Here are some tips for improving your school’s customer service and each family’s school experience.
Few professions attract people who are as hardworking and dedicated as education. Teachers, principals, administrators, and everyone in-between dedicate their lives to their schools and their students.
For most educators, it’s more than a job. It’s a calling.
The early mornings and late nights you spend at your school give you a valuable perspective for what is happening within your walls. However, while your hard-earned insight into your school is invaluable, it doesn’t always tell the whole story.
The Importance of Understanding Your Parents and Guardians
It can be difficult to put yourself into the shoes of a parent or guardian. Oftentimes, it’s because that parent or guardian has a totally different set of life experiences and has a radically different perspective of your school.
When they judge your school, you may feel they’re mistaken about your school, that they’re thinking only about themselves or their child, or that they don’t understand the complexities of running a school or district.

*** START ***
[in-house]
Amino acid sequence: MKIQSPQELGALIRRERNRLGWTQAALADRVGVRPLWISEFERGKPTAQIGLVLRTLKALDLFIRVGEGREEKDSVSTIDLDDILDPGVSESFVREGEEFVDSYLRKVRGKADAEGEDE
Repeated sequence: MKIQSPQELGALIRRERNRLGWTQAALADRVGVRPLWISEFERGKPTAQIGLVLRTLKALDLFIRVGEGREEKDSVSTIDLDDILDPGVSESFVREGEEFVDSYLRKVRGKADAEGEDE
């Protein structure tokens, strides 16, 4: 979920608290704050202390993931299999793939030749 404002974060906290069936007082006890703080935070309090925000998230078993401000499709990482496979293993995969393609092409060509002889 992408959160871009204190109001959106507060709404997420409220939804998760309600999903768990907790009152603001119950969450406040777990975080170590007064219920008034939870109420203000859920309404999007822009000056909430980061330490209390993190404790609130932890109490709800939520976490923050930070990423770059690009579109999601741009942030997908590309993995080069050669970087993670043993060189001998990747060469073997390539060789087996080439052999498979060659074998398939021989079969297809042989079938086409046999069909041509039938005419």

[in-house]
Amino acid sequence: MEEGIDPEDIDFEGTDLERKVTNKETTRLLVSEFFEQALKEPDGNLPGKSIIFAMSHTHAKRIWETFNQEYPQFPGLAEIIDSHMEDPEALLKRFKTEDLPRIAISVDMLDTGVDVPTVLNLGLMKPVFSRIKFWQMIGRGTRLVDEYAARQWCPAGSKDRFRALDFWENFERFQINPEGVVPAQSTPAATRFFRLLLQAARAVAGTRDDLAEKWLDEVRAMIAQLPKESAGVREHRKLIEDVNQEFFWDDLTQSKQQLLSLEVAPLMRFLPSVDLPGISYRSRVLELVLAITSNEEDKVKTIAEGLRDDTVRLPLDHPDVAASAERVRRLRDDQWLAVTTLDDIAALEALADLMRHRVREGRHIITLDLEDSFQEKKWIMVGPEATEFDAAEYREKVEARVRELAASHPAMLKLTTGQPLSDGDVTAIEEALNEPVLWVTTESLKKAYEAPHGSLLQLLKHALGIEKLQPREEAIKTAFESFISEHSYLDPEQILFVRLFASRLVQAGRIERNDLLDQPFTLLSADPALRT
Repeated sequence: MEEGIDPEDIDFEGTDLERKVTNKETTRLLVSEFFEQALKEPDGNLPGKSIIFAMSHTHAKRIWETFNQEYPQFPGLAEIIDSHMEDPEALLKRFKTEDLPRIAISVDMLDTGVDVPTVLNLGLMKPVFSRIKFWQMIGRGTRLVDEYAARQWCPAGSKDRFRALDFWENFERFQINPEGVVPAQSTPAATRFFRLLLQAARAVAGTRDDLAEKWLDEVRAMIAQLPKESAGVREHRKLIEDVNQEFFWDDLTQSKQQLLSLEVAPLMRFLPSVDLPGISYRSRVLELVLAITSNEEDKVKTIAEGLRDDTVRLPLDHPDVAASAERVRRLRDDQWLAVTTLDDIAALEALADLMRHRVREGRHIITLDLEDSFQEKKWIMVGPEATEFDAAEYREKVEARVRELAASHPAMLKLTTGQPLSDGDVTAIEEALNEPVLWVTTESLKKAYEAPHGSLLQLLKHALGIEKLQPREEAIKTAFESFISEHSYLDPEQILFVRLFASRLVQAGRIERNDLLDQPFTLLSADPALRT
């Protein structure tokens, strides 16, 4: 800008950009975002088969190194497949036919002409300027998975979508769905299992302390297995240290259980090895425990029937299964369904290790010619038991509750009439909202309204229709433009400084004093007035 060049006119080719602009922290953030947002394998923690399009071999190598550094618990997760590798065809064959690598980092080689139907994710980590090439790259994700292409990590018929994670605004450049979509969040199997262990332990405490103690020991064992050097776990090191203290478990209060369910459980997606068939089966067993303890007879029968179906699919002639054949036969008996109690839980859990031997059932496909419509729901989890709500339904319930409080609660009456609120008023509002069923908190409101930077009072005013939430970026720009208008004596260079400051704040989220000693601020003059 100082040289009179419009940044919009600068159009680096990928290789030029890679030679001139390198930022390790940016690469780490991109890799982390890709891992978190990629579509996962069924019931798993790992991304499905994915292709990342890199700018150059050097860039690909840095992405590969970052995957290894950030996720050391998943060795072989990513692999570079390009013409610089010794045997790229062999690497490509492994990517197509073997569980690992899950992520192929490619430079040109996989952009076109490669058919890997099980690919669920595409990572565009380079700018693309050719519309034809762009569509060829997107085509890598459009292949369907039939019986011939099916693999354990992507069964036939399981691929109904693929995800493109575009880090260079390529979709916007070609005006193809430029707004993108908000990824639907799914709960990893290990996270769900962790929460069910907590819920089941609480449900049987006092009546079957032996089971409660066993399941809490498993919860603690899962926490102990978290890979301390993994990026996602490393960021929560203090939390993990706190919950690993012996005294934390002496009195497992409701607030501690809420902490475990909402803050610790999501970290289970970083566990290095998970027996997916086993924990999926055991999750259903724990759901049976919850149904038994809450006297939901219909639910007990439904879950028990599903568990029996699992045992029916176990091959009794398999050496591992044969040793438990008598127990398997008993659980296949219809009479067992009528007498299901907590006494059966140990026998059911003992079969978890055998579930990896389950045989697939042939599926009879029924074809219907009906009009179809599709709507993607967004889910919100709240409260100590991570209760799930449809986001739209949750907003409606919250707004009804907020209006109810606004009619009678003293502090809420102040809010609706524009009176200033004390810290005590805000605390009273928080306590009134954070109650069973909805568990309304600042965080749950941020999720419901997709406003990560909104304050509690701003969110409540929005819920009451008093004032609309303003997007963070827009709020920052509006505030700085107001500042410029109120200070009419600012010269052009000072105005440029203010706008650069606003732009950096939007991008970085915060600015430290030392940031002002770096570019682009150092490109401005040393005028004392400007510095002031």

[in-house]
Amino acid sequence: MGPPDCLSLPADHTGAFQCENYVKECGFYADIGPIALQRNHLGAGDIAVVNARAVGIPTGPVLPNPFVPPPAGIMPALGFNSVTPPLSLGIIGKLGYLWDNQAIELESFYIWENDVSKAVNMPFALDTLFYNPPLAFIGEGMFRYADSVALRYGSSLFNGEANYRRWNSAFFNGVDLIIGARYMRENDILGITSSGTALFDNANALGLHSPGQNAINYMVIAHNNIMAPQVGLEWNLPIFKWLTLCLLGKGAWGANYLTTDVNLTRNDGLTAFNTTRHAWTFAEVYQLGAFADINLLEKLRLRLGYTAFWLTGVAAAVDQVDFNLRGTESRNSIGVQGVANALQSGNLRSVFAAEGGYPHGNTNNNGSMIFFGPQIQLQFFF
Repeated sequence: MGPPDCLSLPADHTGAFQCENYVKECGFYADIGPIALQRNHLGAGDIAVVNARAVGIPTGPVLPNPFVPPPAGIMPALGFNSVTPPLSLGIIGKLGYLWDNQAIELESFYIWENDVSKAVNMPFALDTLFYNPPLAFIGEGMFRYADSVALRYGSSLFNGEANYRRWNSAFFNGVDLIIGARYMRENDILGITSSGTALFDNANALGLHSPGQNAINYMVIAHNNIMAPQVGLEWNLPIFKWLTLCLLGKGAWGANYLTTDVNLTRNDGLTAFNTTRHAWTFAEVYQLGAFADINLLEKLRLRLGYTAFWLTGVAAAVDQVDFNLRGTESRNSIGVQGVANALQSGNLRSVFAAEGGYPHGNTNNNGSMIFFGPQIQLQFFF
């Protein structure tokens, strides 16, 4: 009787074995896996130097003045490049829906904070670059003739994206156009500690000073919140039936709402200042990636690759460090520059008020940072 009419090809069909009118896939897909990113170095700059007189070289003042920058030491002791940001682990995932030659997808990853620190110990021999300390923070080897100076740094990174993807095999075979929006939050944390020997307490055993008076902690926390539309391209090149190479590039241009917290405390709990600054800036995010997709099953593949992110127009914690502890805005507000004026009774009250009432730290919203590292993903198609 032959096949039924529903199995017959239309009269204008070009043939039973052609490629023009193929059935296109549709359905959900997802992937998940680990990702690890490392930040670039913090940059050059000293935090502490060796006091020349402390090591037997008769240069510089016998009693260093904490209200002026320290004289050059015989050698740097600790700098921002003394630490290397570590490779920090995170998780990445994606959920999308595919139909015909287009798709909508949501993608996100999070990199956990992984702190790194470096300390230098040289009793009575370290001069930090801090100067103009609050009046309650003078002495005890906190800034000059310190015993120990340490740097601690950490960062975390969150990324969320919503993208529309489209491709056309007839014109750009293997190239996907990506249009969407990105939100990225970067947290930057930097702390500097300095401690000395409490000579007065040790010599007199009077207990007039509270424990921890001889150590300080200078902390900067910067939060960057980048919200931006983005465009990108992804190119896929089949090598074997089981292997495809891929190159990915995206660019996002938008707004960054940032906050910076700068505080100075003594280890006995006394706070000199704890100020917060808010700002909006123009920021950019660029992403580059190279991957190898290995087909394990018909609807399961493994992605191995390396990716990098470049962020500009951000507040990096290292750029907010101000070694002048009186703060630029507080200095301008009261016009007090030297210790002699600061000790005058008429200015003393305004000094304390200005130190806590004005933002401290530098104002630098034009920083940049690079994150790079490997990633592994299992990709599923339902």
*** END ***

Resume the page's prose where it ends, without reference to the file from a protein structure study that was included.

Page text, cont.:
And you’re very likely correct!
However, you have to remember one thing: interacting with parents and guardians is a small part of the job for most teachers and administrators. But from a parent’s perspective, it’s 100% of their experience when dealing with your school.
That’s why you must make the most of every interaction. That’s why you should show that you understand the issues — real or perceived — that your families care about.
Let’s take a dive into how parents and guardians view your school as well as learn how prioritizing customer service in your school will help you make families happier, make your school better, and make your job easier.
Why You Should Understand Your Families